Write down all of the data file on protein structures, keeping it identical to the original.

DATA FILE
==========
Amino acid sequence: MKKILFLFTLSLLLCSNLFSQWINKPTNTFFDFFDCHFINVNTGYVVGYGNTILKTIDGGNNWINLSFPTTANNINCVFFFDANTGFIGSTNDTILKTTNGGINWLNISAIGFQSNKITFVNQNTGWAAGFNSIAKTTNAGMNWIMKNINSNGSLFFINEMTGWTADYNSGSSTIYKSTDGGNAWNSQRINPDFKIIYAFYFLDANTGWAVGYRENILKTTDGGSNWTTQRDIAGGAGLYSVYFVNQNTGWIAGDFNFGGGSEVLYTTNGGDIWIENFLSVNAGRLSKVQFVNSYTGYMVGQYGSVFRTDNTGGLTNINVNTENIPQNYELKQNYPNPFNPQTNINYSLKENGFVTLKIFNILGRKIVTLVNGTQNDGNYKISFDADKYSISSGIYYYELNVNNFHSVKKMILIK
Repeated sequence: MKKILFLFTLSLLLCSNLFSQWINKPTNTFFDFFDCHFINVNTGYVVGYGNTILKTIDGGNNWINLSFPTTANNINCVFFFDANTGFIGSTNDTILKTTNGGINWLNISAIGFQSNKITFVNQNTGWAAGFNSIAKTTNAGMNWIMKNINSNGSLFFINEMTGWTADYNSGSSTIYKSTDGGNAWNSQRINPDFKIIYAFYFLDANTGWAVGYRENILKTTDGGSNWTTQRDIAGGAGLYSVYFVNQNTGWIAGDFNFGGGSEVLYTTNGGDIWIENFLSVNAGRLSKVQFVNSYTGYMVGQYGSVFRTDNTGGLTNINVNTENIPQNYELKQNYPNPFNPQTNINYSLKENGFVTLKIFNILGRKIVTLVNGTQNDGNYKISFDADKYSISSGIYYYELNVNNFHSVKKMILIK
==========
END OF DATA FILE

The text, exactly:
Amino acid sequence: MKKILFLFTLSLLLCSNLFSQWINKPTNTFFDFFDCHFINVNTGYVVGYGNTILKTIDGGNNWINLSFPTTANNINCVFFFDANTGFIGSTNDTILKTTNGGINWLNISAIGFQSNKITFVNQNTGWAAGFNSIAKTTNAGMNWIMKNINSNGSLFFINEMTGWTADYNSGSSTIYKSTDGGNAWNSQRINPDFKIIYAFYFLDANTGWAVGYRENILKTTDGGSNWTTQRDIAGGAGLYSVYFVNQNTGWIAGDFNFGGGSEVLYTTNGGDIWIENFLSVNAGRLSKVQFVNSYTGYMVGQYGSVFRTDNTGGLTNINVNTENIPQNYELKQNYPNPFNPQTNINYSLKENGFVTLKIFNILGRKIVTLVNGTQNDGNYKISFDADKYSISSGIYYYELNVNNFHSVKKMILIK
Repeated sequence: MKKILFLFTLSLLLCSNLFSQWINKPTNTFFDFFDCHFINVNTGYVVGYGNTILKTIDGGNNWINLSFPTTANNINCVFFFDANTGFIGSTNDTILKTTNGGINWLNISAIGFQSNKITFVNQNTGWAAGFNSIAKTTNAGMNWIMKNINSNGSLFFINEMTGWTADYNSGSSTIYKSTDGGNAWNSQRINPDFKIIYAFYFLDANTGWAVGYRENILKTTDGGSNWTTQRDIAGGAGLYSVYFVNQNTGWIAGDFNFGGGSEVLYTTNGGDIWIENFLSVNAGRLSKVQFVNSYTGYMVGQYGSVFRTDNTGGLTNINVNTENIPQNYELKQNYPNPFNPQTNINYSLKENGFVTLKIFNILGRKIVTLVNGTQNDGNYKISFDADKYSISSGIYYYELNVNNFHSVKKMILIK